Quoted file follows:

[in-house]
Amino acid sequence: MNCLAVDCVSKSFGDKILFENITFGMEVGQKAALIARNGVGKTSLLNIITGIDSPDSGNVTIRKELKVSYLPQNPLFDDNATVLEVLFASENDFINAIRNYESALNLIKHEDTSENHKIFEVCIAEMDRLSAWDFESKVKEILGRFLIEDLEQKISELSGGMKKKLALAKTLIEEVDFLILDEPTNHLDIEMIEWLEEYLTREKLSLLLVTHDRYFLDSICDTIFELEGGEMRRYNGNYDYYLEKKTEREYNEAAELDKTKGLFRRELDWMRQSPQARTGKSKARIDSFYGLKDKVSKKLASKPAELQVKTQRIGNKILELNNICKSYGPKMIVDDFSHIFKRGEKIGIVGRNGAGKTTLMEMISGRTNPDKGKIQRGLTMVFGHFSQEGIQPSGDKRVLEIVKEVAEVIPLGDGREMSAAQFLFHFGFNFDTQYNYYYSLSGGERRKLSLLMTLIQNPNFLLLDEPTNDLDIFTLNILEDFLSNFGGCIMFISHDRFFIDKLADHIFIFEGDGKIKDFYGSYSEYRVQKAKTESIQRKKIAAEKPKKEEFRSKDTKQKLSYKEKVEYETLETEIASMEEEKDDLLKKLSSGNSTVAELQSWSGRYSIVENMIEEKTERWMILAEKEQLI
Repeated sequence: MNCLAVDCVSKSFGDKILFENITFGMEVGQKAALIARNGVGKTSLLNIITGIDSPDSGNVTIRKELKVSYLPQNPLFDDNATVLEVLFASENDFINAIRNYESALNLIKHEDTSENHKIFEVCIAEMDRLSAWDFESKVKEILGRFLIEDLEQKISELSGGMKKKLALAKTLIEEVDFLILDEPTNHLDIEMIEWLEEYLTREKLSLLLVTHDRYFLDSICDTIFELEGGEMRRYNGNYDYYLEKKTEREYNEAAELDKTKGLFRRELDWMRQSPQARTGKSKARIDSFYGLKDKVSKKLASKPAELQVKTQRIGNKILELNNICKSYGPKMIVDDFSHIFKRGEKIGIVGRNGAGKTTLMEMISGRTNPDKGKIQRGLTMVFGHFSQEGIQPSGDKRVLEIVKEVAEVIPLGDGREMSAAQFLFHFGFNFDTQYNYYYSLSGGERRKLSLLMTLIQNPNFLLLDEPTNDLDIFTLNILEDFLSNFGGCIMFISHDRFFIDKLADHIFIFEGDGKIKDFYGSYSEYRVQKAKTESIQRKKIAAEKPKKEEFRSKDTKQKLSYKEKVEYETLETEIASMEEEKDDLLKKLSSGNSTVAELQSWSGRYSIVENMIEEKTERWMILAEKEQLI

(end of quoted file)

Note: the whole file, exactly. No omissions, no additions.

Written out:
[in-house]
Amino acid sequence: MNCLAVDCVSKSFGDKILFENITFGMEVGQKAALIARNGVGKTSLLNIITGIDSPDSGNVTIRKELKVSYLPQNPLFDDNATVLEVLFASENDFINAIRNYESALNLIKHEDTSENHKIFEVCIAEMDRLSAWDFESKVKEILGRFLIEDLEQKISELSGGMKKKLALAKTLIEEVDFLILDEPTNHLDIEMIEWLEEYLTREKLSLLLVTHDRYFLDSICDTIFELEGGEMRRYNGNYDYYLEKKTEREYNEAAELDKTKGLFRRELDWMRQSPQARTGKSKARIDSFYGLKDKVSKKLASKPAELQVKTQRIGNKILELNNICKSYGPKMIVDDFSHIFKRGEKIGIVGRNGAGKTTLMEMISGRTNPDKGKIQRGLTMVFGHFSQEGIQPSGDKRVLEIVKEVAEVIPLGDGREMSAAQFLFHFGFNFDTQYNYYYSLSGGERRKLSLLMTLIQNPNFLLLDEPTNDLDIFTLNILEDFLSNFGGCIMFISHDRFFIDKLADHIFIFEGDGKIKDFYGSYSEYRVQKAKTESIQRKKIAAEKPKKEEFRSKDTKQKLSYKEKVEYETLETEIASMEEEKDDLLKKLSSGNSTVAELQSWSGRYSIVENMIEEKTERWMILAEKEQLI
Repeated sequence: MNCLAVDCVSKSFGDKILFENITFGMEVGQKAALIARNGVGKTSLLNIITGIDSPDSGNVTIRKELKVSYLPQNPLFDDNATVLEVLFASENDFINAIRNYESALNLIKHEDTSENHKIFEVCIAEMDRLSAWDFESKVKEILGRFLIEDLEQKISELSGGMKKKLALAKTLIEEVDFLILDEPTNHLDIEMIEWLEEYLTREKLSLLLVTHDRYFLDSICDTIFELEGGEMRRYNGNYDYYLEKKTEREYNEAAELDKTKGLFRRELDWMRQSPQARTGKSKARIDSFYGLKDKVSKKLASKPAELQVKTQRIGNKILELNNICKSYGPKMIVDDFSHIFKRGEKIGIVGRNGAGKTTLMEMISGRTNPDKGKIQRGLTMVFGHFSQEGIQPSGDKRVLEIVKEVAEVIPLGDGREMSAAQFLFHFGFNFDTQYNYYYSLSGGERRKLSLLMTLIQNPNFLLLDEPTNDLDIFTLNILEDFLSNFGGCIMFISHDRFFIDKLADHIFIFEGDGKIKDFYGSYSEYRVQKAKTESIQRKKIAAEKPKKEEFRSKDTKQKLSYKEKVEYETLETEIASMEEEKDDLLKKLSSGNSTVAELQSWSGRYSIVENMIEEKTERWMILAEKEQLI